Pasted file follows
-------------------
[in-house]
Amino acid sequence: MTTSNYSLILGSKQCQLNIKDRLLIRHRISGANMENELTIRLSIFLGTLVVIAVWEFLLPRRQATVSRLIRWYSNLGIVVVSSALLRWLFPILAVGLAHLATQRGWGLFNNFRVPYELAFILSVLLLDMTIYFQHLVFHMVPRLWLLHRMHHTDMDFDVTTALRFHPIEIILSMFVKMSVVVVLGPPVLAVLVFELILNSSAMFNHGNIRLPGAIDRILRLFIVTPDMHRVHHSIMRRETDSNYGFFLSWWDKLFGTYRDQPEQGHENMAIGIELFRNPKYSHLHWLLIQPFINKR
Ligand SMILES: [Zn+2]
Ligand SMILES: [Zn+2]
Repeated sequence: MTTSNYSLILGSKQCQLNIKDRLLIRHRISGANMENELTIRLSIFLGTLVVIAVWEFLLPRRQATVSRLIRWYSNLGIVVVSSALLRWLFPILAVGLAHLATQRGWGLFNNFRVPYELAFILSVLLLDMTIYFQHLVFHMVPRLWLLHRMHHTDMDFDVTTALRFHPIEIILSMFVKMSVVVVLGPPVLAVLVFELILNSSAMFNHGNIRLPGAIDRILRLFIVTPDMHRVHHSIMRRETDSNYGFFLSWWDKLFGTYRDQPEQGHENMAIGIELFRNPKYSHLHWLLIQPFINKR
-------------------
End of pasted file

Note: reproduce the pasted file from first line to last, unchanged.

[in-house]
Amino acid sequence: MTTSNYSLILGSKQCQLNIKDRLLIRHRISGANMENELTIRLSIFLGTLVVIAVWEFLLPRRQATVSRLIRWYSNLGIVVVSSALLRWLFPILAVGLAHLATQRGWGLFNNFRVPYELAFILSVLLLDMTIYFQHLVFHMVPRLWLLHRMHHTDMDFDVTTALRFHPIEIILSMFVKMSVVVVLGPPVLAVLVFELILNSSAMFNHGNIRLPGAIDRILRLFIVTPDMHRVHHSIMRRETDSNYGFFLSWWDKLFGTYRDQPEQGHENMAIGIELFRNPKYSHLHWLLIQPFINKR
Ligand SMILES: [Zn+2]
Ligand SMILES: [Zn+2]
Repeated sequence: MTTSNYSLILGSKQCQLNIKDRLLIRHRISGANMENELTIRLSIFLGTLVVIAVWEFLLPRRQATVSRLIRWYSNLGIVVVSSALLRWLFPILAVGLAHLATQRGWGLFNNFRVPYELAFILSVLLLDMTIYFQHLVFHMVPRLWLLHRMHHTDMDFDVTTALRFHPIEIILSMFVKMSVVVVLGPPVLAVLVFELILNSSAMFNHGNIRLPGAIDRILRLFIVTPDMHRVHHSIMRRETDSNYGFFLSWWDKLFGTYRDQPEQGHENMAIGIELFRNPKYSHLHWLLIQPFINKR